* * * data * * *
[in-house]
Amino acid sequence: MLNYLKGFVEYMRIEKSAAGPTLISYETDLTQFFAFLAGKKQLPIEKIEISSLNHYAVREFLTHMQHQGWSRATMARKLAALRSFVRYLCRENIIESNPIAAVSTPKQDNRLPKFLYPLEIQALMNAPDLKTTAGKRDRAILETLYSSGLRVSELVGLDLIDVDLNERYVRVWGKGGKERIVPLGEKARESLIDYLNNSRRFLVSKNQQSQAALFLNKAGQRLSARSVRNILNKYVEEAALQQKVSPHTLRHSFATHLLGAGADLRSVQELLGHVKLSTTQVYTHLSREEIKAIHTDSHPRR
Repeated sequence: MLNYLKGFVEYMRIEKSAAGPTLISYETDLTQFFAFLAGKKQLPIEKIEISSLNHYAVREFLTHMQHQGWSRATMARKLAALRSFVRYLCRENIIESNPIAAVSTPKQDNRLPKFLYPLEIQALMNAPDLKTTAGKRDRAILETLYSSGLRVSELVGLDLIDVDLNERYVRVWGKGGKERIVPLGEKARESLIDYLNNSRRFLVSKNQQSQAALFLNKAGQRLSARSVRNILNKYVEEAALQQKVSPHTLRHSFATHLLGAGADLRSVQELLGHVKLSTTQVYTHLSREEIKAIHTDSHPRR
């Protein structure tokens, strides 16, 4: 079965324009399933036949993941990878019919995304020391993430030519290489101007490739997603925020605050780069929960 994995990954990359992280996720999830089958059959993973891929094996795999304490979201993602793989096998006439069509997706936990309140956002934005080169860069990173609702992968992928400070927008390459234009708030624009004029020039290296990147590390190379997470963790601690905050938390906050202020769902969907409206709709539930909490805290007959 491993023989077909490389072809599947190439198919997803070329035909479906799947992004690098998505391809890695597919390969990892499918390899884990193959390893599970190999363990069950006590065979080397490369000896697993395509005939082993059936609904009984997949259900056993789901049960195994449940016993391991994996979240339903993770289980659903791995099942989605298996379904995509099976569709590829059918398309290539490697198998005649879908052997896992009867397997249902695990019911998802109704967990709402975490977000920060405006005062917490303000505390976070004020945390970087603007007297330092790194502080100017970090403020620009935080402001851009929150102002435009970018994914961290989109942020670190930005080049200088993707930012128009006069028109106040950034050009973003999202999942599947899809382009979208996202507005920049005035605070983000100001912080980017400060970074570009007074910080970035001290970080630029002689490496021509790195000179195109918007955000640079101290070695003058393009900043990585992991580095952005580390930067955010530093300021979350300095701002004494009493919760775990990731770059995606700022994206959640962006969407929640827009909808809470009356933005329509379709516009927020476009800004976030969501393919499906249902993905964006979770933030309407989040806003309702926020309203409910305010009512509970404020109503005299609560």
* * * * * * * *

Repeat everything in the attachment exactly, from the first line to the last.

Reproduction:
[in-house]
Amino acid sequence: MLNYLKGFVEYMRIEKSAAGPTLISYETDLTQFFAFLAGKKQLPIEKIEISSLNHYAVREFLTHMQHQGWSRATMARKLAALRSFVRYLCRENIIESNPIAAVSTPKQDNRLPKFLYPLEIQALMNAPDLKTTAGKRDRAILETLYSSGLRVSELVGLDLIDVDLNERYVRVWGKGGKERIVPLGEKARESLIDYLNNSRRFLVSKNQQSQAALFLNKAGQRLSARSVRNILNKYVEEAALQQKVSPHTLRHSFATHLLGAGADLRSVQELLGHVKLSTTQVYTHLSREEIKAIHTDSHPRR
Repeated sequence: MLNYLKGFVEYMRIEKSAAGPTLISYETDLTQFFAFLAGKKQLPIEKIEISSLNHYAVREFLTHMQHQGWSRATMARKLAALRSFVRYLCRENIIESNPIAAVSTPKQDNRLPKFLYPLEIQALMNAPDLKTTAGKRDRAILETLYSSGLRVSELVGLDLIDVDLNERYVRVWGKGGKERIVPLGEKARESLIDYLNNSRRFLVSKNQQSQAALFLNKAGQRLSARSVRNILNKYVEEAALQQKVSPHTLRHSFATHLLGAGADLRSVQELLGHVKLSTTQVYTHLSREEIKAIHTDSHPRR
């Protein structure tokens, strides 16, 4: 079965324009399933036949993941990878019919995304020391993430030519290489101007490739997603925020605050780069929960 994995990954990359992280996720999830089958059959993973891929094996795999304490979201993602793989096998006439069509997706936990309140956002934005080169860069990173609702992968992928400070927008390459234009708030624009004029020039290296990147590390190379997470963790601690905050938390906050202020769902969907409206709709539930909490805290007959 491993023989077909490389072809599947190439198919997803070329035909479906799947992004690098998505391809890695597919390969990892499918390899884990193959390893599970190999363990069950006590065979080397490369000896697993395509005939082993059936609904009984997949259900056993789901049960195994449940016993391991994996979240339903993770289980659903791995099942989605298996379904995509099976569709590829059918398309290539490697198998005649879908052997896992009867397997249902695990019911998802109704967990709402975490977000920060405006005062917490303000505390976070004020945390970087603007007297330092790194502080100017970090403020620009935080402001851009929150102002435009970018994914961290989109942020670190930005080049200088993707930012128009006069028109106040950034050009973003999202999942599947899809382009979208996202507005920049005035605070983000100001912080980017400060970074570009007074910080970035001290970080630029002689490496021509790195000179195109918007955000640079101290070695003058393009900043990585992991580095952005580390930067955010530093300021979350300095701002004494009493919760775990990731770059995606700022994206959640962006969407929640827009909808809470009356933005329509379709516009927020476009800004976030969501393919499906249902993905964006979770933030309407989040806003309702926020309203409910305010009512509970404020109503005299609560």